Double Horizon, 1945
tempera on paper
6 ¾ x 10 ¾ in. (17.2 x 27.3 cm)
Space Script (Dark and Light), 1959
Tempera on laid paper on Japanese paper
5 5/8 x 4 3/4 in. (14.2 x 12 cm)
Signed and dated lower right: Tobey '59
Space Lines, 1959-60
Tempera on laid paper on Japanese paper
10 x 7 7/8 in. (25.3 x 20 cm)
Signed and dated lower right: Tobey / 59
Inscribed on verso: Space Lines Tobbey 60
Born in Centerville, Wisconsin, on December 11 to George
Baker Tobey, a carpenter, bricklayer, and farmer, and Emma Jane Tobey. Mark is the youngest of four children.
Family moves to Trempealeau, Wisconsin, where Tobey spends his childhood and adolescence.
Family moves to Hammond, Indiana. Attends classes at the Art Institute of Chicago. His father falls ill and Tobey gives up academic and artistic studies.
Family moves to Chicago. Tobey works as an apprentice in a fashion house and a fashion designer for a publishing house.
Moves to Greenwich Village in New York City, hoping to succeed as a fashion designer. Works for McCall's Magazine. Moves back to Chicago at the end of the year.
Attends the Armory Show at the Art Institute, Chicago, influencing his views on art.
Continues working as a fashion designer in New York and Chicago. Begins painting portraits.
Knoedler, New York holds an exhibition of his portraits. Begins work as an interior decorator.
Becomes a member of the Baha'i community.Discovers William Blake's work at the Pierpont Morgan Library. Earns his living as a caricaturist; his caricatures appear in the New York Times. His marriage dissolves after one year. Meets Marcel Duchamp. Moves to Seattle.
Teaches at the Cornish School, Seattle. Befriends Teng Kuei,
a Chinese student from Washinton University, who introduces him to East Asian painting and spirituality.
Visits Paris; meets Gertrude Stein.
Travels in Barcelona, Athens, Istanbul, Cairo, and Beirut. Becomes interested in Arabic and Persian calligraphy.
Creates the Free and Creative Art School in Seattle with Edgar Ames. First solo exhibition of his work at the Arts Club of Chicago.
Invited by Alfred Barr, Jr. to take part in a 1930/31 exhibition at the Museum of Modern Art, New York.
Asked to teach at the Dartington Hall School in Devonshire, England, run by Leonard and Dorothy Elmhurst; accepts the position and moves to England.
Tobey is "resident artist" at Dartington Hall. Meets Pearl S. Buck, Aldous Huxley, Bernard Leach, Rabindranath Tagore, Rudi Shankar and
Others interested in the link between western and eastern cultures.
Travels to Mexico, Europe and Palestine.
Travels to China with ceramic artist Bernard Leach, passing through Paris, Rome, Naples, Colombo, and Hong Kong. Visits Teng Kuei and his family in Shanghai. Discovers the Nô and Kabuki theater. Spends a month in a Zen monastery near Kyoto where he studies Zen philosophy and painting, calligraphy, and meditation, inspiring his "white writings". Returns to the United States.
At Dartington Hall, paints Broadway norm, Broadway and Welcome here, the painting which marked the beginnings of his "white writings."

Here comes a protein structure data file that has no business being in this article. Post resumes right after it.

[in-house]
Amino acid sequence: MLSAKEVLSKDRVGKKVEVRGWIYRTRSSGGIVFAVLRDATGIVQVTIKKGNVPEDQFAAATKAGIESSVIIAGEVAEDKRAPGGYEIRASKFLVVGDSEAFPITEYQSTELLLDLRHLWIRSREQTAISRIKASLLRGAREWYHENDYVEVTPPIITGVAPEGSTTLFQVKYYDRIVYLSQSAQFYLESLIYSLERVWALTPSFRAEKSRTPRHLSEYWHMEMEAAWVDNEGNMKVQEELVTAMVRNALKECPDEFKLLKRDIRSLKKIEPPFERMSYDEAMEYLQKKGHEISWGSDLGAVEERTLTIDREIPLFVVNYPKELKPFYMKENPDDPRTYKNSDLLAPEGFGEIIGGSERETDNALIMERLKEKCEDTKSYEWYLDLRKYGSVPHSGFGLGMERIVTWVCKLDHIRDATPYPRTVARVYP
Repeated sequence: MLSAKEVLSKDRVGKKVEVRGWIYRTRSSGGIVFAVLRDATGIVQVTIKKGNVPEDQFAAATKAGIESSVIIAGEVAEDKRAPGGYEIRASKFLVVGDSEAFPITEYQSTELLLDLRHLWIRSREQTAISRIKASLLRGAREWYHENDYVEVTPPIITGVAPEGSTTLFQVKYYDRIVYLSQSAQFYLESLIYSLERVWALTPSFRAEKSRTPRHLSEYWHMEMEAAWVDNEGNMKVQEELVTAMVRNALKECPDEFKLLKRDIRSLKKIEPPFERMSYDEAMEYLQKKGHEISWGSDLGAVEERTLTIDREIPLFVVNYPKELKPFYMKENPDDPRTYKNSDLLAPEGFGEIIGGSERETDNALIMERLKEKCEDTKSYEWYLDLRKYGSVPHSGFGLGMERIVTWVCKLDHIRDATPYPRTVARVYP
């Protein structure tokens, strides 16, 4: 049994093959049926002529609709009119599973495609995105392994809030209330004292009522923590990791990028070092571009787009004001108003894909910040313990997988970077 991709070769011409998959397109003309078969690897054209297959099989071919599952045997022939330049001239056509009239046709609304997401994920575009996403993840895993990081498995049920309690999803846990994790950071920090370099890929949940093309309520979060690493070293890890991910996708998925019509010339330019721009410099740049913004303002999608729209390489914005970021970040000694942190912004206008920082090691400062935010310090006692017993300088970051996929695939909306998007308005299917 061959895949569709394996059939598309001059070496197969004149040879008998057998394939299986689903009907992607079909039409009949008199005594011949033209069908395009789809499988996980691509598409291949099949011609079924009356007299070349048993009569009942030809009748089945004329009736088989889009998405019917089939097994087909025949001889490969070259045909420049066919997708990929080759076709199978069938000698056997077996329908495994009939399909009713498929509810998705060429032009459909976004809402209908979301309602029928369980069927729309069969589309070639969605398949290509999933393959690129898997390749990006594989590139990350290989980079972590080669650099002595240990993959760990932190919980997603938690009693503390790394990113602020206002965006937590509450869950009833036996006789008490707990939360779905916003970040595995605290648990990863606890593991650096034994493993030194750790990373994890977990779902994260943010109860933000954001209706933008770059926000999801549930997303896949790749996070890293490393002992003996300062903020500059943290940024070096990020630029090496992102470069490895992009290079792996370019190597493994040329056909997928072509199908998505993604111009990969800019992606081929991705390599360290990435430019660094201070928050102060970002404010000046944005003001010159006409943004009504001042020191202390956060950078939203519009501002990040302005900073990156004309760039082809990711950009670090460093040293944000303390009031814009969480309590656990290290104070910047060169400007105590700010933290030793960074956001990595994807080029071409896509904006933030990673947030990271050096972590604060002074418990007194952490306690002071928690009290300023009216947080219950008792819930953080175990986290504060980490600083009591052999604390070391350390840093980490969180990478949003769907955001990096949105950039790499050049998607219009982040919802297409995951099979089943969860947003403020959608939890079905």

Spends the summer teaching in Tacoma, Washington.
Teaches in Seattle that summer.
Tobey gives up teaching at Dartington Hall; has trouble readjusting to life in Seattle.
Befriends Pehr Hallsten.
Awarded the Baker Memorial Award, Northwest Annual Exhibition, Seattle Art Museum.
Begins taking lessons in piano and music theory.
During the exhibition "Artists for Victory" at the Museum of Modern Art, his painting Broadway is sold.
First solo exhibition at the Willard Gallery, New York with favorable press reviews. His work begins to receive national acclaim.
Julia and Lyonel Feininger write the text for the catalogue of Tobey's exhibition at the Portland Museum of Art in Portland, Oregon. Exchanges work with Feininger, starting a lasting friendship until Feininger's death in 1956.
Participates in the Venice Biennale.
Josef Albers invites Tobey to spend three months at the Yale University Art Department. Exhibition at the Whitney Museum of Art in New York.
Mark Tobey: Artist, made in 1951 by Robert G. Gardener with sound and script by Tobey, is shown at the Venice and Edinburgh film festivals.
Spends productive period in New York from February to June. Begins work on the Meditative Series. Meets Michel Tapié and Georges Mathieu in Paris.
Visits Basel, Bern and the south of France. A retrospective exhibition is held at the Institute of Contemporary Art, London.
Takes part in the collective exhibition at the Tate Gallery, London, entitled 'American Painting' with Kline, de Kooning, Motherwell, Pollock, Rothko and Still. Tobey is made a member of the National Institute of Arts and Letters; receives the Guggenheim International Award. Participates in the Venice Biennale.
Period of Zen literature and philosophy (Suzuki). Paints the 'Sumi' ink paintings.
Receives the Great International Award at the Venice Biennale.
Completes the mural created for the Washington State Library, Olympia. Takes part in the Documenta II in Kassel.
Refuses membership to the American Academy of Arts and Sciences. Moves to a house in Basel in the St. Alban-Vorstadt with Pehr Hallsten and Mark Ritter, leading a quiet life of painting, music, and friends. As a representative of the United States, takes part in "East-West", a congress in Vienna organized by the Association of Plastic Arts.
Awarded first prize at 'The 1961 International Exhibition of Contemporary Painting and Sculpture' at the Carnegie Institute, Museum of Art in Pittsburgh. Retrospective at the Musée des arts décoratifs in Paris.
Retrospective at the Museum of Modern Art, New York.
Completes the mural for the Seattle Opera House. Participates in the Venice Biennale.
Awarded Commandeur de l'Ordre des Arts et des Lettres in Paris.
Retrospective entitled "Tobey's 80" at the Seattle Art Museum.
Exhibition entitled 'Tribute to Mark Tobey' at the National Collectionof Fine Arts, Washinton.
Dies 24 April in Basel.